Joel Miller – A Steep Learning Curve

Written by Team USA. Posted in Driver Blogs, Joel Miller

Published on October 28, 2007 with No Comments

Dartford, Kent, England (October 28, 2007) – When arriving back at Brands Hatch Sunday morning it was evident that rain was going to be an issue most of the day. Also, it was getting colder with the increase of moisture in the air. In my mind, it was an easy decision that rain tires were going to go on the car because of the damp circuit. However, to my surprise, when I walked into the pit garage slicks were the current decision. In England, unless rain is falling from the sky and the track is not 100 percent wet then slicks it is. Just a small bit of information that I thought I would pass onto you!

Anyways, rain did start to fall heavily before the first race. Rain tires went on the car while Pat and I talked with our driver coach about racing in the wet at Brands. We went over as much as possible in the time given. Standing starts (this was going to be my first time), how and when to use the boost, and in general how to drive these cars in the wet. For me, this was going to be my second start ever driving in the rain. This past year in the Barber Championship we were fortunate to have all dry races, but looking back at it now I wish we had some wet outings to bring up my wet weather driving.

I got off the line successfully when the lights went out for race one which was a goal of mine. Every corner had something new for me to learn. Control the turbo coming off the turns; the dry line had a good amount of grip; braking capacity of the car; and not to mention no visibility from the spray. A few laps in, a caution came out for a car in the gravel trap. This bunched the field together again for the restart. Making a good start and pass into Paddock Hill Bend gave me good confidence to move forward. I was running right behind normal series championship names, but underestimated the grip going into Turn One. I had the car saved on the last bit of pavement, but at Brands Hatch there is a large section of painted roadway on the exit. When the car hit the paint it was game over as I went off into the gravel trap. Unfortunately, that was the end of race 1.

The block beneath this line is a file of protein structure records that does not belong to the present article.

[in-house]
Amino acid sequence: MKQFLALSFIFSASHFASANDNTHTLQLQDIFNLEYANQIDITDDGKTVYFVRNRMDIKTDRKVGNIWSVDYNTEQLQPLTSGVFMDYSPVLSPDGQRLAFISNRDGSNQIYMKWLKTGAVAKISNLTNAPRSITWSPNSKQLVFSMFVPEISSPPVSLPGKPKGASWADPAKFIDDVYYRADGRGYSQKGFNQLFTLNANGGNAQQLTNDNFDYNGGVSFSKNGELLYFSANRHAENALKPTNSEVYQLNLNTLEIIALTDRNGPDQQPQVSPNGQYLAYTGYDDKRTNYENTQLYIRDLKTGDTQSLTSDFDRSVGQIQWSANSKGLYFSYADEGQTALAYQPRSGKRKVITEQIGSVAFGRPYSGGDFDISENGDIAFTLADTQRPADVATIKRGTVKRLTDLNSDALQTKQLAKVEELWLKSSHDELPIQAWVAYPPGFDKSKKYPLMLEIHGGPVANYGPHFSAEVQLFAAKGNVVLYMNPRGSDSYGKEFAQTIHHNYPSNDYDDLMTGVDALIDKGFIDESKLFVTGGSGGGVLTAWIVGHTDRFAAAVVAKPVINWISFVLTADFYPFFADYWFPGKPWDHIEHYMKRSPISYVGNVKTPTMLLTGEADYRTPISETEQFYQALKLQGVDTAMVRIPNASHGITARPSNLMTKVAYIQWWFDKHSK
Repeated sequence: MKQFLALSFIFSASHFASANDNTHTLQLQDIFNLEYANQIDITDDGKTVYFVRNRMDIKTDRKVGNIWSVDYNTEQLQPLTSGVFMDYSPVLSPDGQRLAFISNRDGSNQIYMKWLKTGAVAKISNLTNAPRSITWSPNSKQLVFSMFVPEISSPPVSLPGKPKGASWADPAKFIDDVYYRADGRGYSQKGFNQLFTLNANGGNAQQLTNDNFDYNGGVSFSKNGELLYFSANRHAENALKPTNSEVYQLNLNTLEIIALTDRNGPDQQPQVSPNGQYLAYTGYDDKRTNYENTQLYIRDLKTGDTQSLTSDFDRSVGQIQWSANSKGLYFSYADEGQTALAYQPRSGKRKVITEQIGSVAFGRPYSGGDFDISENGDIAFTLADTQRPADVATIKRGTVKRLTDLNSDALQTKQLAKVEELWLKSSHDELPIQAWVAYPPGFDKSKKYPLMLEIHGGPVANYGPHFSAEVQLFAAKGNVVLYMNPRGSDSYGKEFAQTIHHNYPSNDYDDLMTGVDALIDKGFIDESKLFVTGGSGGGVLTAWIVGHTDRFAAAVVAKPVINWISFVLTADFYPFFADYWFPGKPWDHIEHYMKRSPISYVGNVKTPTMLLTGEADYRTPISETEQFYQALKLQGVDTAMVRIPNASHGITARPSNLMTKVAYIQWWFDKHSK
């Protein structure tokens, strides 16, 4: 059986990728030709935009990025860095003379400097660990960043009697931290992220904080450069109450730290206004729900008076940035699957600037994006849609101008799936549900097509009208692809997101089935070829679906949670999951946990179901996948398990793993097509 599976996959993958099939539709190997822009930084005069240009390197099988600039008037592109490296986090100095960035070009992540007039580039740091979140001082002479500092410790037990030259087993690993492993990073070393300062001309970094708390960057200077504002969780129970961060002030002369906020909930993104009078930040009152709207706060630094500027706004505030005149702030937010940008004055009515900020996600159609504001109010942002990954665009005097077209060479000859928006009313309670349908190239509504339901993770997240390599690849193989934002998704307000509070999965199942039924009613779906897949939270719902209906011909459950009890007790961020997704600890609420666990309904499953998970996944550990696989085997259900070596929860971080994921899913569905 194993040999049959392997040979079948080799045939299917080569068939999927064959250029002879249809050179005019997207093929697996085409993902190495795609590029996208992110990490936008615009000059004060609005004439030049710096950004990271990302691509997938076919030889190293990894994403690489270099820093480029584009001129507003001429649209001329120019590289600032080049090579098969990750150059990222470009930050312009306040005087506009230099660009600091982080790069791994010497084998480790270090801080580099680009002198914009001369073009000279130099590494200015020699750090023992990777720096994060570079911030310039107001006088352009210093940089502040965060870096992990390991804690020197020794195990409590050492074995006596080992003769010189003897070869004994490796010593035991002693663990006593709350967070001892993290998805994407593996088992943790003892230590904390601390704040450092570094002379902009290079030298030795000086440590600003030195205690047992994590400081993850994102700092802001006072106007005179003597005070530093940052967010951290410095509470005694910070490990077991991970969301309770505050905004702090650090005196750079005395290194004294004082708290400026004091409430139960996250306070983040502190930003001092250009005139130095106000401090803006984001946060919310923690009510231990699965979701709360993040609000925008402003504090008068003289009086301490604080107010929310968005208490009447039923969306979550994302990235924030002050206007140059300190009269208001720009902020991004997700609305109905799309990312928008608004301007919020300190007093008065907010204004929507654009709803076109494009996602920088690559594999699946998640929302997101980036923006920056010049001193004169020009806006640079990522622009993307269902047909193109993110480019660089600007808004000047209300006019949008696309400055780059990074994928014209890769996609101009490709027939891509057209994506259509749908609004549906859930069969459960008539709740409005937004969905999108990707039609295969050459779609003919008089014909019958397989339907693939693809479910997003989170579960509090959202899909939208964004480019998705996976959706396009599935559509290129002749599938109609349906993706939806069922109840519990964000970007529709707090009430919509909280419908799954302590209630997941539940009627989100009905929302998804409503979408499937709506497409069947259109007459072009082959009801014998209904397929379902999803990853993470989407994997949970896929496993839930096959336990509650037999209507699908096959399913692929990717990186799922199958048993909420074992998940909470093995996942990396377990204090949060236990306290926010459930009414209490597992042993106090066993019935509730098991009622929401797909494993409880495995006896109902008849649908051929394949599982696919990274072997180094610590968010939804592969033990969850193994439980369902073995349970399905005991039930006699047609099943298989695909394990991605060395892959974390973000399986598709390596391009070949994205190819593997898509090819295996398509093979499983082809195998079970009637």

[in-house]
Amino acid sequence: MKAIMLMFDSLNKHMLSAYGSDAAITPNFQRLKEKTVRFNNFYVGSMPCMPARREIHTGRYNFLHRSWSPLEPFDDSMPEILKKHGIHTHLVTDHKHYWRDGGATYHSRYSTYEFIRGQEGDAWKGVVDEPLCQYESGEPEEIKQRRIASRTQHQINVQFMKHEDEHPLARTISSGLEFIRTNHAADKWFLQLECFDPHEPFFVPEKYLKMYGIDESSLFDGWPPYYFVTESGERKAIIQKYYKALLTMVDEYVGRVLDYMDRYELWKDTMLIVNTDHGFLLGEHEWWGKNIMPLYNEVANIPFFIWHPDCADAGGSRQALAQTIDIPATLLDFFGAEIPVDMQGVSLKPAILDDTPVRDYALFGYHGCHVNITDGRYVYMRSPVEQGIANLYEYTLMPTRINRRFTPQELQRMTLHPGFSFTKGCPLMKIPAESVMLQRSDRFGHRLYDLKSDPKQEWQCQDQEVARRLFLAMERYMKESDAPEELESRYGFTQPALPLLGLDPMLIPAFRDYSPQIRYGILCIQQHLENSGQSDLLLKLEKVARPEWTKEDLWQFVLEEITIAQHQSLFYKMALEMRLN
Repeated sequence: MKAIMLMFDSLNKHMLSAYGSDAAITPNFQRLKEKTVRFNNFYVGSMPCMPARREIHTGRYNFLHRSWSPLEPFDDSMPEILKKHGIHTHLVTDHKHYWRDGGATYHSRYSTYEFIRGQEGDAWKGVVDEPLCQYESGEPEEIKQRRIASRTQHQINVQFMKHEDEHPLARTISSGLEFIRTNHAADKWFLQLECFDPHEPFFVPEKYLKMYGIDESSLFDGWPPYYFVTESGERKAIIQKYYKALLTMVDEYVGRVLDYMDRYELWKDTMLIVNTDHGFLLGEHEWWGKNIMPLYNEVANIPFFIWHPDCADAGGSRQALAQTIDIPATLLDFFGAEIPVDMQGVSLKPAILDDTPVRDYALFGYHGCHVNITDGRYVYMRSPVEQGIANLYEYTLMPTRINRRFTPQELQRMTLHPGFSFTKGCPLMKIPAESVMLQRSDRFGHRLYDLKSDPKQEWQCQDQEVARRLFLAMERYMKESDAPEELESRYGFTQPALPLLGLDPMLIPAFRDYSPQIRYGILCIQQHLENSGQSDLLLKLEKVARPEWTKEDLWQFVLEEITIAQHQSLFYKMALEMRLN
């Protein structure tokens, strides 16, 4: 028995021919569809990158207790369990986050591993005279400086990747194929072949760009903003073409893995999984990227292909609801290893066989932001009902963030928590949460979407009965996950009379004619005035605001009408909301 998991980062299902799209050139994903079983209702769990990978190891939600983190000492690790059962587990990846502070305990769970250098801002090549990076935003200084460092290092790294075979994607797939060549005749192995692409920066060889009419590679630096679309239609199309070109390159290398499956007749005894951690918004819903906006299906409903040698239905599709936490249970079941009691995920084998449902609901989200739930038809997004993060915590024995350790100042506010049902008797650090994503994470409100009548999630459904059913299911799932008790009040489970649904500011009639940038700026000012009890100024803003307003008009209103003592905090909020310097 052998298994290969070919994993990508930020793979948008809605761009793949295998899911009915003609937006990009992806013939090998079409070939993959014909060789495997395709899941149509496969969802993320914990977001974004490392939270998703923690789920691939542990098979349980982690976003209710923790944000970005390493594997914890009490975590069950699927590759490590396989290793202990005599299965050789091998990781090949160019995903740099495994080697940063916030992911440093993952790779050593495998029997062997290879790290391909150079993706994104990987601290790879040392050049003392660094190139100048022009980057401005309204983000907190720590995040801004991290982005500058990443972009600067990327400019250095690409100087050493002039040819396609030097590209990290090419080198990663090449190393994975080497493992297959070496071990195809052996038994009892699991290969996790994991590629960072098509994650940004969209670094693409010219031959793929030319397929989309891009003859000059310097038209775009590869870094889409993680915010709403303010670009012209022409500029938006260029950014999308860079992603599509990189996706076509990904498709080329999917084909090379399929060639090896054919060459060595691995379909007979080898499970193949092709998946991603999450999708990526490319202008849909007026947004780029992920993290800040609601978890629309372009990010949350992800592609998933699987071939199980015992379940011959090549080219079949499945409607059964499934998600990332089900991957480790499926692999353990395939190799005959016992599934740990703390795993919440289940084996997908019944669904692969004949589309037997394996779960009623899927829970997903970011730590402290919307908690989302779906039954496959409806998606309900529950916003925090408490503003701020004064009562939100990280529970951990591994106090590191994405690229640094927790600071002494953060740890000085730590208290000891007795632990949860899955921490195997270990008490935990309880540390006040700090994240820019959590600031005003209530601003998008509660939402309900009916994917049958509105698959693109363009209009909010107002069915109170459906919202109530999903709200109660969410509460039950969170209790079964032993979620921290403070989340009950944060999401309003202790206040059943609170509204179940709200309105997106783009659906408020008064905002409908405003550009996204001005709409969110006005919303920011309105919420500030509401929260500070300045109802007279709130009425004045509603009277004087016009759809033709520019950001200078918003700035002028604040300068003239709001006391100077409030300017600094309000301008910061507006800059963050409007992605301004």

The start of race 2 did not go as planned as I got too much wheel-spin off the line. Falling back a few places from my 8th place starting position, I fell in line to begin making my way forward. The contact in race one gave the car a massive front end vibration that only intensified during braking. It was a difficult problem to have in the rain when the car was jumping around in the brake zones. Making sure to keep it on the track I ended up finishing 12th.

Race 3 presented a total restart after a red flag appeared due to a driver crashing hard going down paddock hill. I started 9th on the complete restart, my first time on the inside. Coming off the line in decent fashion and getting through turn 1, I found myself alongside my team mate going to Druids (turn 2). I tried holding the outside but was pushed wide and could not put the power down. This resulted in losing a few positions. Feeling more comfortable with each lap completed, I continued to push and caught the group in front of me. I made a few overtaking maneuvers going into the hairpin, and when the checkered came out I had worked my way up to 8th with my teammate recovering from a spin to finish 9th.

I have to take this weekend as valuable training to wet weather driving/racing. I really wanted to be in the top 5, but will take everything I learned this weekend and apply it to next weekend at Snetterton. The competition this year is top notch with British drivers going toward the McLaren/Autosport award. This makes Pat and I bring our game up to a higher level, which will be another tool for us in our U.S. competition next year. Thanks to all of our supporters back home for their continued support!

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